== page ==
April 13, 2018

‘I found who I am’: St. Barnabas teen grows through mission experience

Sarah Turo-Shields, center in the red shirt, poses with the staff and participants of the Trauma Healing Facilitation training workshop that the 18-year-old St. Barnabas member attended while spending a missionary gap year in Uganda. (Submitted photo)

Sarah Turo-Shields, center in the red shirt, poses with the staff and participants of the Trauma Healing Facilitation training workshop that the 18-year-old St. Barnabas member attended while spending a missionary gap year in Uganda. (Submitted photo)

By Natalie Hoefer

After almost nine months doing missionary work in Uganda, 18-year-old Sarah Turo-Shields has many memories. But one rises to the top in impact.

“I was in a [South Sudanese] refugee camp, and there was this lady,” she recalls. “She started to cry. … I felt God say, ‘You need to go to her and tell her she is being seen and heard.’ ”

So she did, and the woman, who spoke English, shared her story with Turo-Shields.

When the woman finished, the recent graduate of Perry Meridian High School in Indianapolis was in tears. Her eyes were opened to a violence she could hardly imagine, and to a humility that left her in awe.

What the woman shared is detailed here, as are the many areas in which Turo‑Shields’ life was impacted during her gap year—the year between graduating from high school and starting college—in Uganda. From faith to field work to future goals, Turo-Shields shares how, through the nine-month missionary experience, “I found who I am.”

‘I want to go to Africa with that lady’

Turo-Shields’ passion for helping others began years ago when she helped the late Lucious Newsom at the Indianapolis ministry he founded called Our Lord’s Pantry.

“I fell in love with him,” she says. “I loved helping him. I went every Sunday to help give food to the hungry.”

Later, she took her help outside the city and even the state by participating in mission trips in Indiana, Montana, New Mexico and West Virginia.

The decision to go specifically to Uganda as a missionary was not random. Turo‑Shields recalls the moment when she felt called to go to the East African country.

It was the summer before her sophomore year at Perry Meridian, and she was worshiping at Mass with her mom at their home parish of St. Barnabas in Indianapolis. A woman spoke at the Mass—Sherry Meyer, a lay missionary from the Archdiocese of Indianapolis who has been serving in the Ugandan Diocese of Arua since 1991.

“I leaned over to my mom and said, ‘Mom, I want to go with that lady to Africa one day,’ ” says Turo-Shields. “She was like, ‘Yeah, whatever.’ ”

Two years passed. The summer before Turo-Shields’ senior year at Perry Meridian, Meyer spoke again at St. Barnabas. The teen told her mom she was still interested in joining Meyer in Africa. She met the missionary and pitched the idea of joining her for a gap-year experience in Uganda before starting college. Meyer was open to the idea.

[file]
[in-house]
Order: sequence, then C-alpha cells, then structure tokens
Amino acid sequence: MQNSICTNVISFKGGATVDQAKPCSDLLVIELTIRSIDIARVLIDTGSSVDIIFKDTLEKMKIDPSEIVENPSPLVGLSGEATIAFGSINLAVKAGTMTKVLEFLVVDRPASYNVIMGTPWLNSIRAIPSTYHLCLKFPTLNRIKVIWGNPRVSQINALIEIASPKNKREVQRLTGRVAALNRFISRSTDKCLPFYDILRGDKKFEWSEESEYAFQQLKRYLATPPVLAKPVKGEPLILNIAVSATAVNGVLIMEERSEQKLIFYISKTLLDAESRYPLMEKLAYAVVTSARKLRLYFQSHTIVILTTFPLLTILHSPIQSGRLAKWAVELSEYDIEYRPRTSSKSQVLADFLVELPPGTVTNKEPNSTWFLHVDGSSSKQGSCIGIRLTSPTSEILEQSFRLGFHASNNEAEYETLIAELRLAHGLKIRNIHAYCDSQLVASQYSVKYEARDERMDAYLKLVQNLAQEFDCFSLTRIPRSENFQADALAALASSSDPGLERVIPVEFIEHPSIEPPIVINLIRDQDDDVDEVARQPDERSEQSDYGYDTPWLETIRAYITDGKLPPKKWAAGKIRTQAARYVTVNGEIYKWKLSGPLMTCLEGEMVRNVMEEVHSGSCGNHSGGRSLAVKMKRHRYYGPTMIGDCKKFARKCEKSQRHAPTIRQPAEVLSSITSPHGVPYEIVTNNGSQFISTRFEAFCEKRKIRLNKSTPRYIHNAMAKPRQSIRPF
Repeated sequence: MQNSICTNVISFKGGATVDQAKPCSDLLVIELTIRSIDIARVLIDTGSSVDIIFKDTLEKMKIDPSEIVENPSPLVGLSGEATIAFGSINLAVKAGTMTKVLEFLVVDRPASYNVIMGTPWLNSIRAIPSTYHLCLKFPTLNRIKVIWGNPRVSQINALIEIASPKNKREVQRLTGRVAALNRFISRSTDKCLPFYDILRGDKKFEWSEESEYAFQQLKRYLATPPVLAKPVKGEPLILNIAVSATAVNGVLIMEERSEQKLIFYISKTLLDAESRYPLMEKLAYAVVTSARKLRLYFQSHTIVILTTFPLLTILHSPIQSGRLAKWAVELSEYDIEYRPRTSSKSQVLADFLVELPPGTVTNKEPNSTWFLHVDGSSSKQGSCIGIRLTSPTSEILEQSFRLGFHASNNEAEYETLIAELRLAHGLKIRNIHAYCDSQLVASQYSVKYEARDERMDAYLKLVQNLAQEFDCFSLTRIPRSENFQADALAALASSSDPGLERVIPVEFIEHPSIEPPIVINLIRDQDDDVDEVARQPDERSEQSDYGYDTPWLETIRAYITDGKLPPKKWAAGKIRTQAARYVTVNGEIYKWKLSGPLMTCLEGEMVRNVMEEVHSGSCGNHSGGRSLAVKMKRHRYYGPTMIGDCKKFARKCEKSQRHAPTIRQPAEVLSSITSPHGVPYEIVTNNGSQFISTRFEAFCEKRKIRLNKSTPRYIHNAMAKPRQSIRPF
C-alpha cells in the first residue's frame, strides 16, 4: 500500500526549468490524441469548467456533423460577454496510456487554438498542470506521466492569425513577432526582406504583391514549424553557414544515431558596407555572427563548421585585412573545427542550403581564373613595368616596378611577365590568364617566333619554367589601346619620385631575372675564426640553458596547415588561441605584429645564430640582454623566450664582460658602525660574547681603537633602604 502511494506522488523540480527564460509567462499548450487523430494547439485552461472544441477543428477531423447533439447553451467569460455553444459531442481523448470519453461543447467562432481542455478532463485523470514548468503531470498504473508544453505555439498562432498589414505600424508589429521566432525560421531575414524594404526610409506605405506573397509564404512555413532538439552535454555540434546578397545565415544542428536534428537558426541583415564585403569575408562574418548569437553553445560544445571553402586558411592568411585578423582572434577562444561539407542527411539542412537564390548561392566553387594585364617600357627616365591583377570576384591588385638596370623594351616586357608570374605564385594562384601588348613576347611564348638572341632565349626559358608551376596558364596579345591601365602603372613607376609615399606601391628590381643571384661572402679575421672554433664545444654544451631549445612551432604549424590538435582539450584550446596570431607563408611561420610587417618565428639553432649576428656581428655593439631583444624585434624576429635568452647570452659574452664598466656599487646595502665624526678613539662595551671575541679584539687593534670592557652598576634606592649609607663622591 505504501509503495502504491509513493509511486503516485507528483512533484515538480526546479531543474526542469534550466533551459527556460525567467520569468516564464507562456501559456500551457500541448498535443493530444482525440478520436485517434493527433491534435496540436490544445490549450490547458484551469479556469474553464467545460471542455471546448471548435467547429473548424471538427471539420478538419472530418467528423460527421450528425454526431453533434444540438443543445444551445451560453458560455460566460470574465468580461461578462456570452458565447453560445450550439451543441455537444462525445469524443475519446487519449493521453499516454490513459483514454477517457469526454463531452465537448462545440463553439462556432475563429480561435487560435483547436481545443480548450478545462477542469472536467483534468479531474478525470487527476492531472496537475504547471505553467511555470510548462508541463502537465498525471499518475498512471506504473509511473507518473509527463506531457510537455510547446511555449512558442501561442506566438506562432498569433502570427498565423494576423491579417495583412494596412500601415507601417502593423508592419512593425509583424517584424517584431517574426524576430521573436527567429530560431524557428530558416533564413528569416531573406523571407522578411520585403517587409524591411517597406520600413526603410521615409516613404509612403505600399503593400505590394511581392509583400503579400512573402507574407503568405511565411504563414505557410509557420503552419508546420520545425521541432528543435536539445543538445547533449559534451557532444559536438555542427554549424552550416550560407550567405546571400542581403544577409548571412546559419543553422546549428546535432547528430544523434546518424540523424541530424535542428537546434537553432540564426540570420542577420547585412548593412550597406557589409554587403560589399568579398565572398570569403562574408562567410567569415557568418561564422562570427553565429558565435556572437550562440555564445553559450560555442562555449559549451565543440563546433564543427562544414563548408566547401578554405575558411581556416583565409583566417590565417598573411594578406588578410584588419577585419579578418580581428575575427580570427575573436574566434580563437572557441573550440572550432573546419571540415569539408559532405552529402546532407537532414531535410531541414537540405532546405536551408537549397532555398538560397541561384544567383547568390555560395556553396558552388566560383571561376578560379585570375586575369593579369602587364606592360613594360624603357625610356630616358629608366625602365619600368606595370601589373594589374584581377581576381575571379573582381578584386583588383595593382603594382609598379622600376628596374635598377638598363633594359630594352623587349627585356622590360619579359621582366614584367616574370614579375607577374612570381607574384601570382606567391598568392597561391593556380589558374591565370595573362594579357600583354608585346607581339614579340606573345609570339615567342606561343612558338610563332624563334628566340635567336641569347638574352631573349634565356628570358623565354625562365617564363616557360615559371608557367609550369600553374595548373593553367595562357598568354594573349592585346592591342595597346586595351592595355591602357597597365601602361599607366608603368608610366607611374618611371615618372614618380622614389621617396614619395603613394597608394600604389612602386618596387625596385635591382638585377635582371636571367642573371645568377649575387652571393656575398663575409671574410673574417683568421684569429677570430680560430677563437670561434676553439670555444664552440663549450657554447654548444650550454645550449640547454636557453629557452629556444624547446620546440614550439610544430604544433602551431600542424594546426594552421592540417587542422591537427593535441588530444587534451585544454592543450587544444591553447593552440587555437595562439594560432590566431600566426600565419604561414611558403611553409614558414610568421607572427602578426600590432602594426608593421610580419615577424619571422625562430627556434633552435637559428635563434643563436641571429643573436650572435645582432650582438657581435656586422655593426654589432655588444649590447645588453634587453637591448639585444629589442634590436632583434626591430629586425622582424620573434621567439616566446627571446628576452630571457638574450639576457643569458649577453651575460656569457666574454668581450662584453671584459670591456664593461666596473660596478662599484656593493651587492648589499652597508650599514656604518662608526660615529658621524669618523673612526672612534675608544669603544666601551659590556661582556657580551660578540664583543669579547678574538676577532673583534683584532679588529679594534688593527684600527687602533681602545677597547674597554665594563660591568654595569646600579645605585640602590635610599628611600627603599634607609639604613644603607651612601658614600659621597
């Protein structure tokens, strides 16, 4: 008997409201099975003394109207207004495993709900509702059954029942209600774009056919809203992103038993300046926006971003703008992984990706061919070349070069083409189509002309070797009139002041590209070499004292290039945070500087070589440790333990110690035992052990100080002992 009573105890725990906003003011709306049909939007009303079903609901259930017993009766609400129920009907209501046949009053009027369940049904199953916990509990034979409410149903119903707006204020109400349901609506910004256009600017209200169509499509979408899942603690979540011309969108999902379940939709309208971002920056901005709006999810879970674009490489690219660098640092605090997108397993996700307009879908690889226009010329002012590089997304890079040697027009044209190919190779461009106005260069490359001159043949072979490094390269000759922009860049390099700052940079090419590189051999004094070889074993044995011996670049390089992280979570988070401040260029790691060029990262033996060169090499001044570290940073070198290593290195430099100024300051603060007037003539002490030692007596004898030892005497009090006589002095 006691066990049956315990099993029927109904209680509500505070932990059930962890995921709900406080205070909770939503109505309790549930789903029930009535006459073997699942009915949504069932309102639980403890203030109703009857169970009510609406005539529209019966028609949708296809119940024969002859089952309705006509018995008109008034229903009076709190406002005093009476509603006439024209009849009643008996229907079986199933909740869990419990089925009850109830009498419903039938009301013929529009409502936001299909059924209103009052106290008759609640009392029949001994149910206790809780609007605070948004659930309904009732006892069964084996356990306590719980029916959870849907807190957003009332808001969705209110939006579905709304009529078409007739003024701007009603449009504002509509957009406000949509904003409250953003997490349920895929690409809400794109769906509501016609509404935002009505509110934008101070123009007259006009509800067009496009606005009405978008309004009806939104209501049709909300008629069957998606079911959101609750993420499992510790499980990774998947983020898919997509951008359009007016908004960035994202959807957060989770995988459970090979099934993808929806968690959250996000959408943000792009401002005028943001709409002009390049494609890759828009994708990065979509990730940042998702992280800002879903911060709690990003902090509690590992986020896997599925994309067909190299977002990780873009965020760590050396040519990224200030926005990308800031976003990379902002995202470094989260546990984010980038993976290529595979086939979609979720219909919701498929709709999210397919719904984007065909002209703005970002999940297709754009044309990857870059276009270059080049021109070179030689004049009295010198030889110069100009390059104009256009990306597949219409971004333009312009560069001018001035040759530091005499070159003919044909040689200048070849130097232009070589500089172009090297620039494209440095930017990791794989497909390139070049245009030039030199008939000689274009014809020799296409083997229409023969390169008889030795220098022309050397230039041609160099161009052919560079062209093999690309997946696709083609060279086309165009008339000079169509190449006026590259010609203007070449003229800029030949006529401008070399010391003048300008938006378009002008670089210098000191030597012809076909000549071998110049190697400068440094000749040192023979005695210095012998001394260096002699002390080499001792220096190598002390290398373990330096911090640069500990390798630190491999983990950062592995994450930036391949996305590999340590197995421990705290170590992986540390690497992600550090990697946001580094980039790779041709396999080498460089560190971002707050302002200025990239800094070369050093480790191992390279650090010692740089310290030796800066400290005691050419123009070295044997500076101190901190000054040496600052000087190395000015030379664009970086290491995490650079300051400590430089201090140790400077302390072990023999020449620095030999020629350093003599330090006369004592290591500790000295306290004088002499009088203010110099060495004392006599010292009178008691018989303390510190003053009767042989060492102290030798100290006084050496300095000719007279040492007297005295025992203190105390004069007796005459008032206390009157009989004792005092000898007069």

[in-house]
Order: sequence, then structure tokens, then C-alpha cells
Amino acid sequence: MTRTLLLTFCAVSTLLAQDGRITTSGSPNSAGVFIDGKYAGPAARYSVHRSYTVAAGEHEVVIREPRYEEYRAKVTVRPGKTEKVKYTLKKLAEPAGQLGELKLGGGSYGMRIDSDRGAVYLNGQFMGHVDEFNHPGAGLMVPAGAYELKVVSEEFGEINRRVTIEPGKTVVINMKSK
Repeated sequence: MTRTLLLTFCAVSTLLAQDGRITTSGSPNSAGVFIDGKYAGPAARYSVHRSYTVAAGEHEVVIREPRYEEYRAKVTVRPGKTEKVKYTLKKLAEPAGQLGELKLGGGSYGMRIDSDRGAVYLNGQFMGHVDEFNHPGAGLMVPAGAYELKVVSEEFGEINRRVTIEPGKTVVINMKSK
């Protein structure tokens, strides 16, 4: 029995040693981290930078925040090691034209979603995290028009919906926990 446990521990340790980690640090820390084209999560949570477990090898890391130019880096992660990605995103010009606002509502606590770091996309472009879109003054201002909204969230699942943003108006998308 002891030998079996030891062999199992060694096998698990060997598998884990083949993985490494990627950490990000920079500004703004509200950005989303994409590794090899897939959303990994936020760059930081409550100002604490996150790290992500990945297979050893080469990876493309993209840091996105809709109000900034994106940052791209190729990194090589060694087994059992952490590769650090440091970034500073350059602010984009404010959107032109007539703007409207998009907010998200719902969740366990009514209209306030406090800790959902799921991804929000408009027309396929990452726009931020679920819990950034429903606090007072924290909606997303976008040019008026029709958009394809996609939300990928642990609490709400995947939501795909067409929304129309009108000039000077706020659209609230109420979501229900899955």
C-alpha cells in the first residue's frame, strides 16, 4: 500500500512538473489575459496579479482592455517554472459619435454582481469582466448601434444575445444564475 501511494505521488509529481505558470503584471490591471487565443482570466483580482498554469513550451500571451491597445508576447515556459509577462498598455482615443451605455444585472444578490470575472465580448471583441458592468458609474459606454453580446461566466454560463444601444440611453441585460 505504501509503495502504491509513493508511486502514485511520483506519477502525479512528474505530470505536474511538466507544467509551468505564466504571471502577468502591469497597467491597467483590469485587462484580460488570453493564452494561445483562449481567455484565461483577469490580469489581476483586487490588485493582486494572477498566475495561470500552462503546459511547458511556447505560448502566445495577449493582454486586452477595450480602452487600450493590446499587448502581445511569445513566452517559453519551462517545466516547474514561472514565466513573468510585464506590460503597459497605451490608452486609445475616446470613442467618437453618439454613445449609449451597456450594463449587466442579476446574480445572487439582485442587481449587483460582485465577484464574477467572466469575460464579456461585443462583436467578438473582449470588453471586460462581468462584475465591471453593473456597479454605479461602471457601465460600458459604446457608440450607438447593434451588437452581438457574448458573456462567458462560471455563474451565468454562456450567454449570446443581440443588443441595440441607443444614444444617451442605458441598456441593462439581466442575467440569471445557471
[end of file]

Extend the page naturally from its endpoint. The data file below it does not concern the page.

The two stayed in touch during the fall of 2016, and Turo-Shields began fundraising in January of 2017 to finance her travel and living expenses. In August she left for Arua, Uganda.

‘Just allow life and culture to imprint’

She joined Meyer in the Arua Diocese’s media center compound where the Indianapolis native lives and works. The walled compound contains the diocese’s communications department, Radio Pacis studio, a day care for children and other support services.

Meyer told Turo-Shields “not to expect much [in terms of having an impact in the region] and to just allow the life and culture here to imprint on me,” the teen says.

Perhaps sounding cynical at first, Meyer’s advice was based on her own experience.

“When I came [to Uganda] at age 40, I was on a two-year contract,” recalls the full-time missionary, now 67. “As I came close to the end of the contract, I realized that only just then did I have an idea of how I might be able to make a small impact. … The idea is to enable and empower the local people. That’s hard to do in just nine months.”

So Turo-Shields did her best to heed Meyer’s advice. She settled into a routine of helping in various ways: teaching math and English at the nearby Sacred Heart primary school; compiling a song index for Radio Pacis; serving at the day care; and helping care for malnourished children and providing health education for their mothers at a medical center operated by the Comboni Sisters.

“Occasionally on a Saturday, I would go with the Radio Pacis team to a refugee camp two hours away” where South Sudanese refugees live, she adds. “I would record them as they talked to [the refugees] about what their most urgent need for help is, then the program manager would go into the NGOs [non-governmental agencies] about what we just heard, and can we collaborate on how to resolve this problem.”